The Philippines’ defence chief is pushing for a swift and sweeping modernisation of his country’s navy and coastguard to tackle Beijing’s aggressive tactics in the disputed South China Sea.
National Defence Secretary Gilbert Teodoro said new defence partnerships were needed and security personnel’s skills had to be improved to maintain a reliable deterrent posture.
“We will carry it out through a comprehensive restrategisation, along with forging alliances,” he told reporters in Manila on Monday during the commissioning of two coastal patrol ships donated by the United States. “It’s natural. Alliances are normal, even China has alliances. So we have to consider this.”
“I’m not a ship captain but you can clearly tell they were dangerously close. And if something bad happened, who gets the blame? We’re moving straight, escorting our vessels. So who’s being irresponsible? The answer is obvious,” Teodoro said.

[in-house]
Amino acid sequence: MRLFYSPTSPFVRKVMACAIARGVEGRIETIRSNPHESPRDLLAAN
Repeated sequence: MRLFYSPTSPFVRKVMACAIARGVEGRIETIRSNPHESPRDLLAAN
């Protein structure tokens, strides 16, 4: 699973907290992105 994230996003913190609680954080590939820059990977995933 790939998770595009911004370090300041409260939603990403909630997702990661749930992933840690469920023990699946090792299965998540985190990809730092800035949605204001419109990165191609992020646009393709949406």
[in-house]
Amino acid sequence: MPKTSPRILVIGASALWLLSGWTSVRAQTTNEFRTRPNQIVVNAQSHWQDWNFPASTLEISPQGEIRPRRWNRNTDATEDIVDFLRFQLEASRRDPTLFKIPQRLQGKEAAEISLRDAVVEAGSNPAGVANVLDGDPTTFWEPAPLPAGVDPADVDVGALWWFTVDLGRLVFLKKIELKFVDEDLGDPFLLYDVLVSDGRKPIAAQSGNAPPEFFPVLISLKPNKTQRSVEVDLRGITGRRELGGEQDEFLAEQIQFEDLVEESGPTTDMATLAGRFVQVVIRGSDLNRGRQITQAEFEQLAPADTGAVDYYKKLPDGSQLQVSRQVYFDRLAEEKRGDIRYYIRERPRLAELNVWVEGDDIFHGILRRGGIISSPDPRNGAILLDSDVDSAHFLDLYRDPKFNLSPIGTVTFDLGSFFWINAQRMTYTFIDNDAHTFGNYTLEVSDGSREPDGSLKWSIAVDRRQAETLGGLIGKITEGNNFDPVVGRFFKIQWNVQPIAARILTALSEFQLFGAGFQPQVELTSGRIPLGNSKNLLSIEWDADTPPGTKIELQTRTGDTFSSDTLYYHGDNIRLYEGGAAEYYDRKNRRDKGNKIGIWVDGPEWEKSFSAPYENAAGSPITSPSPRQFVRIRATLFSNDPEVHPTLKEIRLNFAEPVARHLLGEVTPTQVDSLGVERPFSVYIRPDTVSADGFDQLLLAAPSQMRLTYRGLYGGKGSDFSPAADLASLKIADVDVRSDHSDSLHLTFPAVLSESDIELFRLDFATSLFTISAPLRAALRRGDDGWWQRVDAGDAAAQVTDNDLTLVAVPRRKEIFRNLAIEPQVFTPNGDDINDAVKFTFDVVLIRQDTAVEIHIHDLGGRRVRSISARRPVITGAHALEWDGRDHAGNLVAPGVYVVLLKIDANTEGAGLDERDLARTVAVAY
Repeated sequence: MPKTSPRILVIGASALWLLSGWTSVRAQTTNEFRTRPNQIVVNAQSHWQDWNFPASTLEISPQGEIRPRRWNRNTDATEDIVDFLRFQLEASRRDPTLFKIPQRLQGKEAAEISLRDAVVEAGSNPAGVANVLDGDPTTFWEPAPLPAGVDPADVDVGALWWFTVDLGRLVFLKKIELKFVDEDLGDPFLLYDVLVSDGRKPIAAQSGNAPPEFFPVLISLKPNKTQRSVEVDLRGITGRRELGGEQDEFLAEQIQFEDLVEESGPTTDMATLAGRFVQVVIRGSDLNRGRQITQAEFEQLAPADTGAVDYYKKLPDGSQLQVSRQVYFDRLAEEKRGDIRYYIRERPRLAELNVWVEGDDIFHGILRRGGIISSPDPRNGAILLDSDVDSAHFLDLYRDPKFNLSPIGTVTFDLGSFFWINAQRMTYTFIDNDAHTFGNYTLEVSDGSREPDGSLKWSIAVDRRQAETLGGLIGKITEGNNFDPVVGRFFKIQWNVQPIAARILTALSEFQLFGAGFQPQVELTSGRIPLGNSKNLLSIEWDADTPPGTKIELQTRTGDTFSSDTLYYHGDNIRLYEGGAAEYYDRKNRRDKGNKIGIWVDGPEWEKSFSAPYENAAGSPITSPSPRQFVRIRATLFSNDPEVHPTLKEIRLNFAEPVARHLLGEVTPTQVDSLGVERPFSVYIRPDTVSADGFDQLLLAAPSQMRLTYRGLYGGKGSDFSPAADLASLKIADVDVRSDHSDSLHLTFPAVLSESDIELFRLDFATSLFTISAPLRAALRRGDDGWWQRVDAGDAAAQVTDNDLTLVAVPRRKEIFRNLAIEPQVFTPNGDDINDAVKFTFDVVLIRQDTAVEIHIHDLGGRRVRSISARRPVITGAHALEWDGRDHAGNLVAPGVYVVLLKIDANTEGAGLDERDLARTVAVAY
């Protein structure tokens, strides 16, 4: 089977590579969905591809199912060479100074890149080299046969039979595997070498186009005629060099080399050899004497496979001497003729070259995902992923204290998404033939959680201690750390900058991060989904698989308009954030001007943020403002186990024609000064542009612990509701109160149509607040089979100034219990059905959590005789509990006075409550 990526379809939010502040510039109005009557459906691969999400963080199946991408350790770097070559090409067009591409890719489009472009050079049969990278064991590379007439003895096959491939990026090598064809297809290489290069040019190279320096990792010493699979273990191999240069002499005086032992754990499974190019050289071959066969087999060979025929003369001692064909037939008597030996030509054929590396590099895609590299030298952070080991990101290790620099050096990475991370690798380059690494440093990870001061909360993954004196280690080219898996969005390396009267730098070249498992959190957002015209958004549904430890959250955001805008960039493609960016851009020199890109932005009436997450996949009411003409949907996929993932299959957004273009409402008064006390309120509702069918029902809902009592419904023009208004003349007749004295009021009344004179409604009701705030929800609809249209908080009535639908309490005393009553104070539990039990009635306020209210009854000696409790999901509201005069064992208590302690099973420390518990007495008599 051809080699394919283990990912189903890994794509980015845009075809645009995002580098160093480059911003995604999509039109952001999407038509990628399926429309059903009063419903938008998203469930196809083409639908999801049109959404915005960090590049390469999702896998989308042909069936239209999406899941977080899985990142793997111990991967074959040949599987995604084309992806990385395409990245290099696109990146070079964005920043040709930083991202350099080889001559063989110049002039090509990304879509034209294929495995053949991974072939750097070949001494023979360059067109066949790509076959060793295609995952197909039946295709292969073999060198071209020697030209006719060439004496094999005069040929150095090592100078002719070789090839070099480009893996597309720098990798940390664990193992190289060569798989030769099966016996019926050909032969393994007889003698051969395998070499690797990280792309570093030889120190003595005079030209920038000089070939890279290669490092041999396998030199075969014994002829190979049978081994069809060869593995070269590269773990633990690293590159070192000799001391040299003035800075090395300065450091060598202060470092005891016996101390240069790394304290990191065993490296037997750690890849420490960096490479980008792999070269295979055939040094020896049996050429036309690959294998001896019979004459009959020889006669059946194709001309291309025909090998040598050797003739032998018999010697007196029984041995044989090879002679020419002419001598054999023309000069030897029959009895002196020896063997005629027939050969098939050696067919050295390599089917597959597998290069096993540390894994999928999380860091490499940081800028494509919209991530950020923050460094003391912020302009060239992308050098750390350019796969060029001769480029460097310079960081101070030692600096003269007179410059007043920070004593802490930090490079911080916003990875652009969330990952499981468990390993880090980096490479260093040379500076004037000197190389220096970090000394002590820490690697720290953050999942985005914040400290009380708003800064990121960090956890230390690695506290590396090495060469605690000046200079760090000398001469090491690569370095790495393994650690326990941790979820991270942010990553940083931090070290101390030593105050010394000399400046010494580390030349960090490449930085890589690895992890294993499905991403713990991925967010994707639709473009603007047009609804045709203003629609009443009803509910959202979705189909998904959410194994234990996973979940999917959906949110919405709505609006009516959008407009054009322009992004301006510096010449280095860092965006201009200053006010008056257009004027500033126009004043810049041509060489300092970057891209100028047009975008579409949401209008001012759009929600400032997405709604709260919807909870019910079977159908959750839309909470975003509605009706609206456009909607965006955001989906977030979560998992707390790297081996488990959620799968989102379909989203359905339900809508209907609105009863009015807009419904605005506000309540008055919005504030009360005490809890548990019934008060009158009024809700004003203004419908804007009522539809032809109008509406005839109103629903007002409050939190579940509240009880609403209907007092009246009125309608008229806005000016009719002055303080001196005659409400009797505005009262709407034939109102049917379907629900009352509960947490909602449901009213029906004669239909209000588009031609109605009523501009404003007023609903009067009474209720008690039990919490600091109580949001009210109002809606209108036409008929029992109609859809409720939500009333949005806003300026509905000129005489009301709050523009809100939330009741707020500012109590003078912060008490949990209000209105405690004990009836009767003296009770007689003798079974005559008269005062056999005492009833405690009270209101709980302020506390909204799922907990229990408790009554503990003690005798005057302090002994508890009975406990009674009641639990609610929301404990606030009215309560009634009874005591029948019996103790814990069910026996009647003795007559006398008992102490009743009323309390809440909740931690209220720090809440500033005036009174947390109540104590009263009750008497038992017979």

He added that resupply missions will continue despite the “harassment” and the country’s naval assets need to be nimble to defend its territorial waters.
US ambassador to the Philippines MaryKay Carlson, who attended the commissioning event, said the vessels provided “real, strategic benefit, not just to the Philippines, but to our alliance and to the region” at an “important time when the maritime security environment in the Indo-Pacific is increasingly complex”.
But claims that the Philippines was being used as a “proxy war tool” by other countries against China amid continued tensions were rejected by Senator Francis Tolentino at the weekend.
“It’s not a proxy war because our ally is not just the US, Japan is also our ally, Australia is our ally, the UK is our ally, and Europe is also our ally. I also mentioned in recent weeks, India has emerged as an ally,” Tolentino was quoted as saying by the Philippine Daily Inquirer.